Moravský Krumlov

Moravský Krumlov (Czech pronunciation: [ˈmorafskiː ˈkrumlof]; German: Mährisch Kromau) is a town in the Znojmo District in the South Moravian Region of the Czech Republic. It has about 5,700 inhabitants.

Moravský Krumlov
Town
Historical centre
Historical centre
Flag of Moravský Krumlov
Flag
Coat of arms of Moravský Krumlov
Coat of arms
Moravský Krumlov is located in Czech Republic
Moravský Krumlov
Moravský Krumlov
Location in the Czech Republic
Coordinates: 49°2′40″N 16°18′35″E / 49.04444°N 16.30972°E / 49.04444; 16.30972Coordinates: 49°2′40″N 16°18′35″E / 49.04444°N 16.30972°E / 49.04444; 16.30972
Country Czech Republic
RegionSouth Moravian
DistrictZnojmo
First mentioned1289
Government
 • MayorTomáš Třetina (TOP 09)
Area
 • Total49.56 km2 (19.14 sq mi)
Elevation
255 m (837 ft)
Population
 (2020-01-01[1])
 • Total5,715
 • Density120/km2 (300/sq mi)
Time zoneUTC+1 (CET)
 • Summer (DST)UTC+2 (CEST)
Postal code
672 01
Websitewww.mkrumlov.cz

EtymologyEdit

Krumlov has its origin in Middle High German Krumme Aue, which can be translated as crooked meadow after a meander of the Rokytná River. Moravský means "Moravian" to differentiate it from Český Krumlov ("Bohemian Krumlov") in the South Bohemian Region.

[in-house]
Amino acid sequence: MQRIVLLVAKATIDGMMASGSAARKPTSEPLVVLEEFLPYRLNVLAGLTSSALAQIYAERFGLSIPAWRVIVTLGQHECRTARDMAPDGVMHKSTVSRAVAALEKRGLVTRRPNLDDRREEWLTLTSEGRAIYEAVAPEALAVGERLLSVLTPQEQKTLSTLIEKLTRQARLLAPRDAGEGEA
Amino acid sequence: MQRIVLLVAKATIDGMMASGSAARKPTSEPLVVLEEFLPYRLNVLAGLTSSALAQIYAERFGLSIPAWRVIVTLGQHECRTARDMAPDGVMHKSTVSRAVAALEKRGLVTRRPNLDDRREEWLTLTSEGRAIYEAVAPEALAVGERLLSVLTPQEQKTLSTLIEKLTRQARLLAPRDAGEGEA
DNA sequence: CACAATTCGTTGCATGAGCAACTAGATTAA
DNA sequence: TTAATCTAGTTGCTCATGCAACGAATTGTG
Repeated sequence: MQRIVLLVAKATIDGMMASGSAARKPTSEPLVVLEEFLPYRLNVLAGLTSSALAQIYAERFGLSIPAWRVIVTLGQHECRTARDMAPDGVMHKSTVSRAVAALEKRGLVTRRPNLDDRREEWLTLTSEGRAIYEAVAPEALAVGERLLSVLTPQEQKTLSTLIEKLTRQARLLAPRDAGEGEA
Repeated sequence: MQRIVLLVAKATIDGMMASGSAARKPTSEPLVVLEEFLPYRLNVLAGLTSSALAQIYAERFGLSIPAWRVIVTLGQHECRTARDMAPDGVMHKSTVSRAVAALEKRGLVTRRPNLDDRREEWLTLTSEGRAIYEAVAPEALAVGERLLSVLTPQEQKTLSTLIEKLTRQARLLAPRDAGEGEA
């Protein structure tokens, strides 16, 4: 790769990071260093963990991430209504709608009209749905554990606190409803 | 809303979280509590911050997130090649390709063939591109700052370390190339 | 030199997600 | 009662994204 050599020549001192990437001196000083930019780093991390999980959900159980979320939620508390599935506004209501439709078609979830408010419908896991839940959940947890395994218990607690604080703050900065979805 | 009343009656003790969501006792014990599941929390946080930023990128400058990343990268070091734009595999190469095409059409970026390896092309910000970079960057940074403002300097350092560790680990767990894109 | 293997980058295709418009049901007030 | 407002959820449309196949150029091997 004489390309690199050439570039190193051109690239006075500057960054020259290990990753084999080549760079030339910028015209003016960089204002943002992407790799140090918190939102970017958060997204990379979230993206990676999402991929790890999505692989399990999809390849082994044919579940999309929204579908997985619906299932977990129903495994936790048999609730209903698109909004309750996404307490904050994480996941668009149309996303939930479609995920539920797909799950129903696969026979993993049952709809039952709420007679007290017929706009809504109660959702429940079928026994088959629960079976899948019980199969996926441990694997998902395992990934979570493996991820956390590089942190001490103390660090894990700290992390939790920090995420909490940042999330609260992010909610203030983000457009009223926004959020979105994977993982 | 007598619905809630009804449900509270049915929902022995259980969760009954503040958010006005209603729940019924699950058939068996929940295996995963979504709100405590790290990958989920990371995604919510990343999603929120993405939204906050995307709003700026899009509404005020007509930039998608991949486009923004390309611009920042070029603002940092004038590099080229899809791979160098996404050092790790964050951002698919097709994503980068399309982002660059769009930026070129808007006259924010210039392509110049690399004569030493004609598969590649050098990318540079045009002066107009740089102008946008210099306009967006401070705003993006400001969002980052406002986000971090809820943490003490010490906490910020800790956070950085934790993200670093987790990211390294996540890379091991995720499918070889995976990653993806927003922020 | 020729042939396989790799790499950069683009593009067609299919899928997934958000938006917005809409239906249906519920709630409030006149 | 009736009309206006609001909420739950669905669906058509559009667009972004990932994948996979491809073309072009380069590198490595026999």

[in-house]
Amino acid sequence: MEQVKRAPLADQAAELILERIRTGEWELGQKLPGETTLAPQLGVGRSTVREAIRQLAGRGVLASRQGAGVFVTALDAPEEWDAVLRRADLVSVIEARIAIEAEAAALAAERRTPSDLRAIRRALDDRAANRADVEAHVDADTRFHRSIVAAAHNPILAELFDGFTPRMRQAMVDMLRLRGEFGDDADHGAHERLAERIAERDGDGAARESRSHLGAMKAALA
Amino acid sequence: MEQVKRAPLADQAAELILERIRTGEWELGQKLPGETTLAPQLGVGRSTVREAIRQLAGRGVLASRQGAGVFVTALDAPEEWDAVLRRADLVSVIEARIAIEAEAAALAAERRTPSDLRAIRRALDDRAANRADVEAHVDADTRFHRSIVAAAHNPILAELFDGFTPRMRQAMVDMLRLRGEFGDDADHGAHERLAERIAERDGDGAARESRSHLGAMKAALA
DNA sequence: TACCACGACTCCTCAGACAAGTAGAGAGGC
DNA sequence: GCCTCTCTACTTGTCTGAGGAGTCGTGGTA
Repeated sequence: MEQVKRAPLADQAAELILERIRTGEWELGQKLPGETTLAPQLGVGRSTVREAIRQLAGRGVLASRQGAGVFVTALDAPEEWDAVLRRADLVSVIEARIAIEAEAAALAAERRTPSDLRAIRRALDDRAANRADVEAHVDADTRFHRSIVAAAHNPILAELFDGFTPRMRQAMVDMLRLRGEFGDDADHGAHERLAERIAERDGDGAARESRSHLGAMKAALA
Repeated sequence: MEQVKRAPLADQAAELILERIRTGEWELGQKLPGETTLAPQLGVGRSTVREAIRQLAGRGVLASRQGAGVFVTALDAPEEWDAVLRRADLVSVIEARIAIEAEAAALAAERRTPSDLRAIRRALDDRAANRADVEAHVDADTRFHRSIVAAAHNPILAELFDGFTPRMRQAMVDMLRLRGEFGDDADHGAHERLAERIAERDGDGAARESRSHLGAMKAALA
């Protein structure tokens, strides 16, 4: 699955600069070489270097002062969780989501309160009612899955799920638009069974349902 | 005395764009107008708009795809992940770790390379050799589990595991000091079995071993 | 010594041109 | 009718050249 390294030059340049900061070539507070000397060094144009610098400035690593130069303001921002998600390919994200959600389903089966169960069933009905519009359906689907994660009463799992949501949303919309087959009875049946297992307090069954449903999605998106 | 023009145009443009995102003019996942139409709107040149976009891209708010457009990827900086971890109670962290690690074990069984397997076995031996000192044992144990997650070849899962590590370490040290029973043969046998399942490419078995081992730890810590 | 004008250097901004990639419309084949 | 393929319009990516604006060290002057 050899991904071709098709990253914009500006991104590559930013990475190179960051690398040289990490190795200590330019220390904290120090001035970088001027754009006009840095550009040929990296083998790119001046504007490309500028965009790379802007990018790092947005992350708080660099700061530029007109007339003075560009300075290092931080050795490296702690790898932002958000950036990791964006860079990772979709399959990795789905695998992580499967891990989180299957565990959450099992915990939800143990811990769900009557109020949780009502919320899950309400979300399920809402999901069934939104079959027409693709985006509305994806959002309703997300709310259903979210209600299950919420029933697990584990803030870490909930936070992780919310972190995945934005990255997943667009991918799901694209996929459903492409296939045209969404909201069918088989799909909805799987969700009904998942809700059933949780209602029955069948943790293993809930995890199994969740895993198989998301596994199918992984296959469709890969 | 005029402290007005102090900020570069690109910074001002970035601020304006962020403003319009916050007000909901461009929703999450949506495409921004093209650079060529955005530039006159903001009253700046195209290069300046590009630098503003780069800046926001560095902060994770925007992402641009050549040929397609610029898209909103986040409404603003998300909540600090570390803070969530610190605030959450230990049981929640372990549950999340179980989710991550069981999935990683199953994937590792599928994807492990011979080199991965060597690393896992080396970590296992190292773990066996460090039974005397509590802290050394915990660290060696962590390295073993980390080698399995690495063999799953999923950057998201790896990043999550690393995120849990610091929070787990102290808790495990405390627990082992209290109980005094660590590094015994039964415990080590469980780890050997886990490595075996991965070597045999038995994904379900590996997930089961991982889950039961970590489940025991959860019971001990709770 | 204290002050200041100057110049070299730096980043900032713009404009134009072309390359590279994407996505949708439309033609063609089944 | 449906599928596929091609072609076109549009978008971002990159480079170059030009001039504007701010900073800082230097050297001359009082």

HistoryEdit

The foundation of the town is connected with the construction of a stone castle, which was probably initiated on the orders of Ottokar II of Bohemia. The first written mention about Moravský Krumlov is however from 1289.[2] In the 16th century the castle was rebuilt into a comfortable residence of the powerful Lords of Lípa, hereditary marshals to the kings of Bohemia, and became a significant centre of cultural and social events. In 1622, the Krumlov château and the domain were acquired by the House of Liechtenstein.[2]

On the last night of World War II (7 May 1945), it was heavily bombed by Soviet air forces. As a result, three quarters of the town lay in ruins. The château, the Augustinian monastery, All Saints Church, and St. Florian Church were among the buildings that survived.

CultureEdit

Until 2011, the castle of Moravský Krumlov was home to the series of paintings by Alphonse Mucha known as The Slav Epic,[3] before they were moved to Prague.[4]

Notable peopleEdit

Twin towns – sister citiesEdit

Moravský Krumlov is twinned with:[5]

ReferencesEdit

  1. ^ "Population of Municipalities – 1 January 2020". Czech Statistical Office. 30 April 2020.
  2. ^ a b "Z historie města Moravský Krumlov". mkrumlov.cz (in Czech). Město Moravský Krumlov. Retrieved 28 September 2020.
  3. ^ Cameron, Rob (10 August 2010). "Czech battle over art nouveau epic by Alphonse Mucha". BBC. Retrieved 11 August 2010.
  4. ^ Benjamin Cunningham (23 February 2011). "Slav Epic arrives in Prague". The Prague Post.
  5. ^ "Miasta partnerskie". przeworsk.um.gov.pl (in Polish). Przeworsk. Retrieved 28 September 2020.

External linksEdit